2015 Annual Review

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2015 is coming to a close and this will be my 2nd time writing an Annual Review – which will give me a chance to reflect on what went well and what could have gone better, as well as giving me a moment to enjoy the progress I’ve made over the past 12 months (You can check out my 2014 review here). Again, here are the 3 questions I’m going to answer in my review:

1 – What went well this year?

2 – What didn’t go so well this year?

3 – What am I working toward?

Let’s get this party started…

1 – What went well this year?

Reading. Reading has become one of my most influential habits this year. What I mean here is leisure reading, not academic reading, and to be able to have time for that as a college student is extremely difficult. In 2015, I have read 14 non-fiction books, with a wide range of topics including business, technology, startups, leadership, psychology, sociology etc.

  • Here’s the list of the books I’ve read this year: Simon Sinek’s Leaders Eat Last, Daniel Pink’s To Sell is Human, Elizabeth Gilbert’s Signature of All Things, Ken Robinson’s Finding Your Elements, Susan Cain’s Quiet, Daniel Gilbert’s Stumbling on Happiness, Brene Brown’s Daring Greatly, Shawn Achor’s Happiness Advantage, Ben Horowitz’s The Hard Thing About Hard Things, Reid Hoffman’s The Startup of You, Ori Brafman’s The Starfish and the Spider, Seth Godin’s Linchpin, Chris Guillebeau’s The Happiness of Pursuit, and Malcolm Gladwell’s The Tipping Point.
  • I am currently reading Nir Eyal’s Hooked: How to Build Habit-Forming Products, and also plan on finishing 2 other books – Eric Ries’ The Lean Startup and Peter Thiel’s Zero To One before the end of this winter break.

I found myself learning a ton of new knowledge about the topics mentioned above, definitely in an extent that I’m unexpected of. Undoubtedly, applying that knowledge in my daily interaction and career preparation will be the ultimate goal.

Networking. Carrying on what I did last year, summer 2015 in Seattle provided me great opportunities to take my networking skill to the next level:

  • I participated in the Koru professional bootcamp on June: Not only did it give me a taste of how business in the “real-world” look like, but also did it introduce me to peers, mentors, career coaches, and professionals working in the tech industry. I have had conversations with people working from small startups like Anthology, Trupanion, Koru; to mid-size companies like Zulily, Zillow, REI; to huge organizations like Gates Foundation, Starbucks, Amazon… These definitely have broadened my outlook on professional options.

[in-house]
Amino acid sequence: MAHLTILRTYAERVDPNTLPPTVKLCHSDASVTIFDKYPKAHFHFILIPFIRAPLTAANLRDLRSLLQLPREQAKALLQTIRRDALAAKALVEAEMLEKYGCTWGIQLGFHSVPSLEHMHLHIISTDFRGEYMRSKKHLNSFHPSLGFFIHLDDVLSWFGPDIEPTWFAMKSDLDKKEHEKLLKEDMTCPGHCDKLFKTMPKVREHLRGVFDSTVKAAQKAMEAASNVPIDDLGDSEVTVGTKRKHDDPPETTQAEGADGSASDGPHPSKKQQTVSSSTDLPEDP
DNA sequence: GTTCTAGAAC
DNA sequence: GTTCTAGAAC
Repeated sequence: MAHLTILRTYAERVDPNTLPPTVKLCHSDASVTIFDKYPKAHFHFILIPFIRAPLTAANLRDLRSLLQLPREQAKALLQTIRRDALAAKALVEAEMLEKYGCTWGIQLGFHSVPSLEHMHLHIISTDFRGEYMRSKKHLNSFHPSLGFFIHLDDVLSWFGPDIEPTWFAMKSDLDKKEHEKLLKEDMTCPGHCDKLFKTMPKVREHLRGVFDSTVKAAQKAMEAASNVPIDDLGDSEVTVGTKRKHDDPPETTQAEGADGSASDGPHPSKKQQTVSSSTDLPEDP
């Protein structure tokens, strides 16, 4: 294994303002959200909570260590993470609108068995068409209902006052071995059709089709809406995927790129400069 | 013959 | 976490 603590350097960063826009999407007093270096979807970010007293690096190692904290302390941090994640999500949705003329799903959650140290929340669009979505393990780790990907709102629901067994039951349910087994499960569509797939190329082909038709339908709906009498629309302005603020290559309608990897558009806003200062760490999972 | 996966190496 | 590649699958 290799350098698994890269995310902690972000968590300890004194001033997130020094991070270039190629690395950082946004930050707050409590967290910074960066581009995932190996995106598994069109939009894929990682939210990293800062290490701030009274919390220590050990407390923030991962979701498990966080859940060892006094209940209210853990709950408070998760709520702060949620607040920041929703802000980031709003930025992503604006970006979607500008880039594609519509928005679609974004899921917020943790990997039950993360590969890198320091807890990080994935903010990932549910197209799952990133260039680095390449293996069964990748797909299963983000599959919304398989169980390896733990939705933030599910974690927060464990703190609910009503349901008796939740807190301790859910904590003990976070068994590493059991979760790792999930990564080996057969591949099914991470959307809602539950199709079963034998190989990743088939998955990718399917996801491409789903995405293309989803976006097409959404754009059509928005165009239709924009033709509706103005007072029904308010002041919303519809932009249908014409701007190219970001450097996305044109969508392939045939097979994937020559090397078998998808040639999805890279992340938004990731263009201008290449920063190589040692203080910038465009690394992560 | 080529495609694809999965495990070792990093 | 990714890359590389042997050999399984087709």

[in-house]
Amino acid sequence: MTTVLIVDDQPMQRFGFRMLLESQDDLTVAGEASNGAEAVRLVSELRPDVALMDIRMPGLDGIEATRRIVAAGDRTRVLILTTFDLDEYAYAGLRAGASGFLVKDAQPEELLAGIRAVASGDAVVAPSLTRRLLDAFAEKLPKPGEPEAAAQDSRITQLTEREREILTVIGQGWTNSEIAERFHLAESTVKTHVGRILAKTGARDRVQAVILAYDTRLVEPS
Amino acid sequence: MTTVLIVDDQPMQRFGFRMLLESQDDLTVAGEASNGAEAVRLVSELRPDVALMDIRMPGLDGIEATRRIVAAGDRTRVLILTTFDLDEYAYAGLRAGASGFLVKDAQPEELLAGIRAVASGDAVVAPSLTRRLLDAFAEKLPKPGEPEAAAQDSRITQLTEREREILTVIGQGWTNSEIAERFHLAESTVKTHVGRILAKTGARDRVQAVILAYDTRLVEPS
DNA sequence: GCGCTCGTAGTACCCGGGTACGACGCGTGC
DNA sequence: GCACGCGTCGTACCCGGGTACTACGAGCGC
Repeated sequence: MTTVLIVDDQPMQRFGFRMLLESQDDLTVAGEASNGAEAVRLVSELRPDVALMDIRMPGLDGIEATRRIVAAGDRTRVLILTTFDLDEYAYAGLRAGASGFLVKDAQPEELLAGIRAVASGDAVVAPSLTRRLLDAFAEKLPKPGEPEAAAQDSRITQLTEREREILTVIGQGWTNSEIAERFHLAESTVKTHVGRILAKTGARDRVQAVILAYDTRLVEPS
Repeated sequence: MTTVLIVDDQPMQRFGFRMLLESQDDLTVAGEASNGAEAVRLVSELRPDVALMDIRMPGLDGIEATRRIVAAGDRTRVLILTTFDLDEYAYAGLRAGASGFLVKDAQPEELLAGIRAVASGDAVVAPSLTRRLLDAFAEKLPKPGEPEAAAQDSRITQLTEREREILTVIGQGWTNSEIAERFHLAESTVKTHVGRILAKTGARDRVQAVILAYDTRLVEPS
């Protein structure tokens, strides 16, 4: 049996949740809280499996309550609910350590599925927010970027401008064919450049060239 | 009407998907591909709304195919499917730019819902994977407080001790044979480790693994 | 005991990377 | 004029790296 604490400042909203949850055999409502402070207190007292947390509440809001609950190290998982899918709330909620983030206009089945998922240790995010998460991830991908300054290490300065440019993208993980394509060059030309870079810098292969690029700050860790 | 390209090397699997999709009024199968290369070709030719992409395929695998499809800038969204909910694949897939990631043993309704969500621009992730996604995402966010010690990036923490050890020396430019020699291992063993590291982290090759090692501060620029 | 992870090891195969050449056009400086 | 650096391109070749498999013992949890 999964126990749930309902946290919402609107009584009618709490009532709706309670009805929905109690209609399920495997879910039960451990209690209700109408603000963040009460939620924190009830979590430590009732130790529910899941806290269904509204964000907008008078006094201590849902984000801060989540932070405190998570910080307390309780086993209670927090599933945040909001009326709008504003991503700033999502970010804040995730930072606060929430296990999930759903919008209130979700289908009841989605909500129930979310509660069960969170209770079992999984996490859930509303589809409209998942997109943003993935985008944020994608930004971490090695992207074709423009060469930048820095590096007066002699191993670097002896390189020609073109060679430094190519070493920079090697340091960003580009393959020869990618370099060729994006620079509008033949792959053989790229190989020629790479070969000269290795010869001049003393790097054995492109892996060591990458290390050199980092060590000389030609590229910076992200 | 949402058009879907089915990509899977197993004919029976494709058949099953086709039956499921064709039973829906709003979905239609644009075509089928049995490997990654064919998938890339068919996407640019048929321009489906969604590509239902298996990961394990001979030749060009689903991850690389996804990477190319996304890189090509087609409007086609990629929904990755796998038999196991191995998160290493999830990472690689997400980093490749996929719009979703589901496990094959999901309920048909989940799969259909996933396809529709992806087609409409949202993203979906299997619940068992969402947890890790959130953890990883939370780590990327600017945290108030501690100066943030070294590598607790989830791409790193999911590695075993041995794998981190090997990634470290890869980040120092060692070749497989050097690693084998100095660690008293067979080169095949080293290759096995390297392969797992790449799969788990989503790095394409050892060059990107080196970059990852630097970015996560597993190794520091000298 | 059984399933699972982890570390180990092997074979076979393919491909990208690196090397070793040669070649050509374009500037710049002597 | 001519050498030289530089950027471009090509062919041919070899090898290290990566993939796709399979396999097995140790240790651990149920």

• The Denison Alumni network is extremely beneficial again: I was able to conduct roughly 20 informational interviews with Denison alums living in the Seattle area, and working in many industries as well (not just technology) – marketing, public relations, finance, consulting, real estate, material engineering, freelancing… This shows the huge benefit of a liberal arts education – a rich, generous, and well-connected alumni network.
  • Finally, thanks to my uncle’s introduction, I have met with many Microsoft employees and figured out my dream job – product manager. In the tech industry, this is a position that intersects business, engineering, and design. More importantly, it requires a good balance of the technical abilities, people skills, as well as a drive for creativity and innovation – something that I have been working extensively to build upon at Denison with the double major of Computer Science and Communication.

College Involvement. A problem that I’ve been struggling with in college throughout freshman and sophomore year has been being over-involved (I guess it’s pretty common for other Denison students as well). Thus, I’ve been working a lot on delegation, prioritization, and time management this year.

  • Dropping many extracurricular activities from last year, I alternatively looked for opportunities to get involved in planning events that require low time commitment yet still have heavy impact for the student body. Leadership Fellows O.N.E conference, TEDxDenisonU 2015, and D-Day 2015 with T-Pain as featuring artist are the favorite events that I helped planning.
  • Being a staff member for ISS Pre-Orientation and serving as a mentor for incoming international freshmen was a truly an awesome learning experience. I got very close with my mentees and found my Denison experience much more refreshing.
  • And of course, Beta Theta Pi has been a strong brotherhood in which I can always rely on. Parties, rituals, service, formals, pinning ceremonies, Anchor Splash practices… filled my 2015 with fun memories.